The Protocol does not recommend specific technological or organisational measures to ensure that cybersecurity protections are in place in an arbitration, nor does it establish any liability regime for breaches of its terms. Instead, the Protocol proposes to give overall authority to the tribunal to determine what cybersecurity measures are “reasonable” on a case by case basis, even where the parties themselves are otherwise in agreement on what measures should be taken (see Article 13). The commentary on this Article expressly states that the parties “cannot bind the arbitral tribunal” or the “institution administering the arbitration” in this regard.
The IBA Cybersecurity Guidelines
Further guidelines have recently been issued by the IBA, which were developed by the ‘Presidential Task Force on Cybersecurity’. The Guidelines are aimed at lawyers. The Task Force assumed that “large law firms will have implemented cybersecurity strategies” and, therefore, identified single practitioners and smaller firm as their primary audience. However, these recommendations are worth consideration by all stakeholders in the arbitral process. They include, for instance:
- Technology: ensuring the use of secure networks, device encryption, access control, audit logs;
- Organisational processes: mandating password protections, periodic system testing, implementing a cybersecurity policy, considering cyber liability insurance; and
- Training: raising awareness about the importance of cybersecurity and common threats, giving staff essential cybersecurity tips and advice
The Guidelines acknowledge that appropriate and proportionate cybersecurity measures in any scenario will depend on the applicable risk profile. This requires consideration, for example, of the sensitivity of retained data, the size of the organisation(s) and the cost-effectiveness of the security measures proposed. In light of that, appendices D to G of the Guidelines seek to provide cybersecurity recommendations according to the size of the firm in question. These recommendations could also, by analogy, help parties to arbitration determine what cybersecurity measures are required to be implemented by all participants, in the light of the sensitivity of data to be exchanged.
Filling the gaps: do the new HKIAC rules herald greater institutional involvement?
Together, the ICCA draft Protocol and the IBA Guidelines provide a useful roadmap for all stakeholders to address cybersecurity issues in arbitrations. The placeholders in the draft Protocol (e.g. where the working group stops short of spelling out what measures should be implemented) can be filled in, at least to some degree, by reference to the Guidelines.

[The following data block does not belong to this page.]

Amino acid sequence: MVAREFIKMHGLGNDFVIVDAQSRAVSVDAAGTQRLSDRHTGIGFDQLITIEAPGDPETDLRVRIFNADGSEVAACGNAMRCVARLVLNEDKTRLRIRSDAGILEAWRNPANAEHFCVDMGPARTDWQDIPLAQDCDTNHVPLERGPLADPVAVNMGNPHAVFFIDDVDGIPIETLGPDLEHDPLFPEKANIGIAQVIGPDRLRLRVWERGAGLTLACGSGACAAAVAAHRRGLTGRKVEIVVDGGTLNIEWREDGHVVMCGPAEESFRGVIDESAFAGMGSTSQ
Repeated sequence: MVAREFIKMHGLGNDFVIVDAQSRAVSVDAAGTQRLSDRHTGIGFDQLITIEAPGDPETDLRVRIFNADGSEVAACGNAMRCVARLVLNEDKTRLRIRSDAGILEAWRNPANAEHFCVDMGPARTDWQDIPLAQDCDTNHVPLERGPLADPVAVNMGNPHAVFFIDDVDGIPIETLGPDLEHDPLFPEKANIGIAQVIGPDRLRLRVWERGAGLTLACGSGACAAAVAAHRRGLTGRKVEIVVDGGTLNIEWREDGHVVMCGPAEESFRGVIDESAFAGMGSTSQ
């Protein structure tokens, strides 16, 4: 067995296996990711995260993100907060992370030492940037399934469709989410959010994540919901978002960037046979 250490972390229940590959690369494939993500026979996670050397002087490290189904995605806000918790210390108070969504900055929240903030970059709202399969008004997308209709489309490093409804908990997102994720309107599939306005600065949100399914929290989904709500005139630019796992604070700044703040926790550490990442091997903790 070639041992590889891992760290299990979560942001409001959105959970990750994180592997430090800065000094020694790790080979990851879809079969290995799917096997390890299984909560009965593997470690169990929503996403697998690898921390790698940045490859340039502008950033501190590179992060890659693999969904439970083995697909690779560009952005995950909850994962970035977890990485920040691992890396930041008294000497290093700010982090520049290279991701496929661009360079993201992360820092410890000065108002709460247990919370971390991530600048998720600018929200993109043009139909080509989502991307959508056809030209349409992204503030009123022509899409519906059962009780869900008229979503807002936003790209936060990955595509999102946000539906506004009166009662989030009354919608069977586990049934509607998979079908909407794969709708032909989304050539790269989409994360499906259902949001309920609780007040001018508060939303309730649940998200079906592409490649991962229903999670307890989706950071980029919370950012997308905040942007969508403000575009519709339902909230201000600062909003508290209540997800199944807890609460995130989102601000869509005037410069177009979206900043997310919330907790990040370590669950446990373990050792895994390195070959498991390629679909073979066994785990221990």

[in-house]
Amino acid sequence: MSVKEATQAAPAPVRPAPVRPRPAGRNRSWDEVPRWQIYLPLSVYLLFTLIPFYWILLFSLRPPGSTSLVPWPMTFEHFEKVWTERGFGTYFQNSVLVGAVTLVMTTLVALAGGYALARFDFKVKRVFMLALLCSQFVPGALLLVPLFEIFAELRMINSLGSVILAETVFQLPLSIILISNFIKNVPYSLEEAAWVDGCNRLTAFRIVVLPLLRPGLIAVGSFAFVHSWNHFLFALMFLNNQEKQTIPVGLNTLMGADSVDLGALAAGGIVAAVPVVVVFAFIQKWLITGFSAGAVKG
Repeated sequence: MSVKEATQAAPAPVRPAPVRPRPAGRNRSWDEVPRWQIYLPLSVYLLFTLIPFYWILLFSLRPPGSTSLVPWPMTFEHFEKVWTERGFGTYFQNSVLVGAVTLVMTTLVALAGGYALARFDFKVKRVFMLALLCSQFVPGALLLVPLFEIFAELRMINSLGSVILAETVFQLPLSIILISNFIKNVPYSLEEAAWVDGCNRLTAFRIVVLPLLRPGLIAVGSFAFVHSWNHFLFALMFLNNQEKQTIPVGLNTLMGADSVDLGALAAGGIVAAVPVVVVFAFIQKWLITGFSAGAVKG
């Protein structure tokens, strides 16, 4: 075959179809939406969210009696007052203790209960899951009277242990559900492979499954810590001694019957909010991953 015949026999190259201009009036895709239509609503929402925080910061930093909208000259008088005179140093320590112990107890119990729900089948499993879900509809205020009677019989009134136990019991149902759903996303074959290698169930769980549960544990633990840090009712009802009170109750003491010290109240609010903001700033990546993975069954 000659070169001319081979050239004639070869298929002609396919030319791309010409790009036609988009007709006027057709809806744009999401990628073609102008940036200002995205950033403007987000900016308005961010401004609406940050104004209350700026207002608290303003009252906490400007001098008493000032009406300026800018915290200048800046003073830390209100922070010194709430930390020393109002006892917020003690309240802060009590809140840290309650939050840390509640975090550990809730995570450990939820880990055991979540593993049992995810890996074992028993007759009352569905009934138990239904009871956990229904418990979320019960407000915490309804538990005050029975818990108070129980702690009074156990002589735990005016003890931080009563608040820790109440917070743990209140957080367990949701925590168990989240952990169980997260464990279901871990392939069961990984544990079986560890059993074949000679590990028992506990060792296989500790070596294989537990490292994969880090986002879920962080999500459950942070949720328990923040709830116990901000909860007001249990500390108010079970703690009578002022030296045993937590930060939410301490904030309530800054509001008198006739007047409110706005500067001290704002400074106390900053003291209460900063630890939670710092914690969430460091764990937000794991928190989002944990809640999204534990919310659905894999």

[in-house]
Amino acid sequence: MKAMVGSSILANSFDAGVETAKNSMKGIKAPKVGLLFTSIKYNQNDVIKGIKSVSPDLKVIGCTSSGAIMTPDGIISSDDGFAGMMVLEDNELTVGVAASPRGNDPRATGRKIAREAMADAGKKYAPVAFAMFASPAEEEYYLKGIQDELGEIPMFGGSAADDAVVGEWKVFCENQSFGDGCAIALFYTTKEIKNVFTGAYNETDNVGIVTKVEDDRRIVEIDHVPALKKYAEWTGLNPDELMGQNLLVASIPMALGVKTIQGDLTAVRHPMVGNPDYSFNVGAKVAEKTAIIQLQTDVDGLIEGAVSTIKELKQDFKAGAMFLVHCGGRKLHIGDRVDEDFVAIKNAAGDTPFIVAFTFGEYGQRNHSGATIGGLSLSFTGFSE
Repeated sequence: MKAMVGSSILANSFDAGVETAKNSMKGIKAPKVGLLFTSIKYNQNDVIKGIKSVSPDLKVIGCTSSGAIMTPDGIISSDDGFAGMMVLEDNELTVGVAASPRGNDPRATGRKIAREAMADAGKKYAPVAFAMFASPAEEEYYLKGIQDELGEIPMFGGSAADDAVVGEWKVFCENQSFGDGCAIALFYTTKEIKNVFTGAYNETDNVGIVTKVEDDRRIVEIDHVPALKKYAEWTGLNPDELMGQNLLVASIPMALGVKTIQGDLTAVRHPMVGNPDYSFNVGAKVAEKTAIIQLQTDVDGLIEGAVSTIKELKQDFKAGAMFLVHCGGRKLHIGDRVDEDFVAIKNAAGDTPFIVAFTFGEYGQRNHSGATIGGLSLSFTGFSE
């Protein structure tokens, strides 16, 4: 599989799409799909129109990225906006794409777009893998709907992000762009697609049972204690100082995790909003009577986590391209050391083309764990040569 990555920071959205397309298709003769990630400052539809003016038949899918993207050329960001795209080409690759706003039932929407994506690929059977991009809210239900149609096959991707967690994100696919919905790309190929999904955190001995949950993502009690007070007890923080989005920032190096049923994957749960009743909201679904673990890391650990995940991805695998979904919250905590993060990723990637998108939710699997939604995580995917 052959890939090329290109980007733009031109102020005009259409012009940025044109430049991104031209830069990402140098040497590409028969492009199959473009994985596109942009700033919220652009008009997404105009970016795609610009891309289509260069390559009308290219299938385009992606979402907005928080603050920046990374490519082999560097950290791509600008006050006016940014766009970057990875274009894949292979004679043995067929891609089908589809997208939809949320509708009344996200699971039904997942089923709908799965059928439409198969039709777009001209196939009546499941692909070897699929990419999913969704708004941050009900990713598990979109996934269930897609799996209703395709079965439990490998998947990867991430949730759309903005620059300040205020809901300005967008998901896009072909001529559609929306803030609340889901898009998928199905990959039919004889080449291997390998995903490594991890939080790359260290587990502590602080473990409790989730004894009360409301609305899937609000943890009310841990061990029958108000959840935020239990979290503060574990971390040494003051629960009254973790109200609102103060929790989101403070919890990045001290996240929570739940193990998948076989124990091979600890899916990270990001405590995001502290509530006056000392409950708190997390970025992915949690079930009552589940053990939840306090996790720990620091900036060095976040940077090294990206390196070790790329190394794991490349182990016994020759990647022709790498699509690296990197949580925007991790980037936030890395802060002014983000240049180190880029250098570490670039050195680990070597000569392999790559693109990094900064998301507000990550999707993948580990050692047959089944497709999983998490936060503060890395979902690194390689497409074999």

Virtually all international arbitrations are currently managed, at least in part, through online digital communications. As the digitisation of the arbitral process continues (with an increasing number of arbitrations being run in a ‘paperless’ way), institutional rules and guidance will need to keep up with this trend and ensure they address what cybersecurity measures are appropriate in each case and how responsibility will be allocated between stakeholders in the arbitral process to ensure that those measures are implemented.
The latest acknowledgment of this trend is found in the new Hong Kong International Arbitration Centre (HKIAC) Rules due to enter into force on 1 November 2018, which specifically include as a recognised means of communications the upload “to any secured online repository that the parties have agreed to use” (Article 3.1(e) of the HKIAC Rules, accessed here). Other arbitral institutions are considering what changes might be needed to their rules, and provisions which seek to highlight and/or facilitate cybersecurity are expected to feature more prominently in future versions.
All participants in arbitrations need to be aware of how they receive and store data, and of the technical complexities and costs associated with various cybersecurity measures. The proportionality of any given cybersecurity measure will depend on confidentiality requirements and the commercial sensitivity of the data, as well as the stakeholders’ individual data protection obligations (including, for instance, under the EU General Data Protection Regulation (GDPR)). Awareness of the technological, organisational and procedural options available to increase cybersecurity will facilitate a meaningful debate in many arbitrations cybersecurity measures that are required, and provide cogent grounds for tribunals to make an appropriate order where the parties disagree.
If you would like to hear more about cybersecurity in arbitration, please contact Nicholas Peacock, Partner, Vanessa Naish, Professional Support Consultant, Charlie Morgan, Associate or your usual HSF contact.